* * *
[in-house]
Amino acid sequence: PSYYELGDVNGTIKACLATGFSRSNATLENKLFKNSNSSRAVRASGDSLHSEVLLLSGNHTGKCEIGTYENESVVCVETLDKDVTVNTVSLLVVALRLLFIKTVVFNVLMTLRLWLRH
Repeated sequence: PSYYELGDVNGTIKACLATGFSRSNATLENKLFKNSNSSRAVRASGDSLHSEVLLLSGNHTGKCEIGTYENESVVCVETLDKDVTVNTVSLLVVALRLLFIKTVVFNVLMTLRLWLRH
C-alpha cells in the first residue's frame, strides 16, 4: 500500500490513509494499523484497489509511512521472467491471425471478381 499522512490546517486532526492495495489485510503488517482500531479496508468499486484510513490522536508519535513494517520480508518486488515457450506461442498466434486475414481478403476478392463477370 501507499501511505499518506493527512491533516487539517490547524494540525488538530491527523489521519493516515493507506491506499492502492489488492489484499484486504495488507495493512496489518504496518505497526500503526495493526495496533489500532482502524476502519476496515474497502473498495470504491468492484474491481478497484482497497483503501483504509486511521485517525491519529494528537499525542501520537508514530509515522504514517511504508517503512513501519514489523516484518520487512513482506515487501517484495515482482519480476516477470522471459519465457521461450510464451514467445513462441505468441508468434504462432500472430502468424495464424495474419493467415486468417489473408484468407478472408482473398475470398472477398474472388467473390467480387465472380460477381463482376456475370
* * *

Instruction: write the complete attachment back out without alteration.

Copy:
[in-house]
Amino acid sequence: PSYYELGDVNGTIKACLATGFSRSNATLENKLFKNSNSSRAVRASGDSLHSEVLLLSGNHTGKCEIGTYENESVVCVETLDKDVTVNTVSLLVVALRLLFIKTVVFNVLMTLRLWLRH
Repeated sequence: PSYYELGDVNGTIKACLATGFSRSNATLENKLFKNSNSSRAVRASGDSLHSEVLLLSGNHTGKCEIGTYENESVVCVETLDKDVTVNTVSLLVVALRLLFIKTVVFNVLMTLRLWLRH
C-alpha cells in the first residue's frame, strides 16, 4: 500500500490513509494499523484497489509511512521472467491471425471478381 499522512490546517486532526492495495489485510503488517482500531479496508468499486484510513490522536508519535513494517520480508518486488515457450506461442498466434486475414481478403476478392463477370 501507499501511505499518506493527512491533516487539517490547524494540525488538530491527523489521519493516515493507506491506499492502492489488492489484499484486504495488507495493512496489518504496518505497526500503526495493526495496533489500532482502524476502519476496515474497502473498495470504491468492484474491481478497484482497497483503501483504509486511521485517525491519529494528537499525542501520537508514530509515522504514517511504508517503512513501519514489523516484518520487512513482506515487501517484495515482482519480476516477470522471459519465457521461450510464451514467445513462441505468441508468434504462432500472430502468424495464424495474419493467415486468417489473408484468407478472408482473398475470398472477398474472388467473390467480387465472380460477381463482376456475370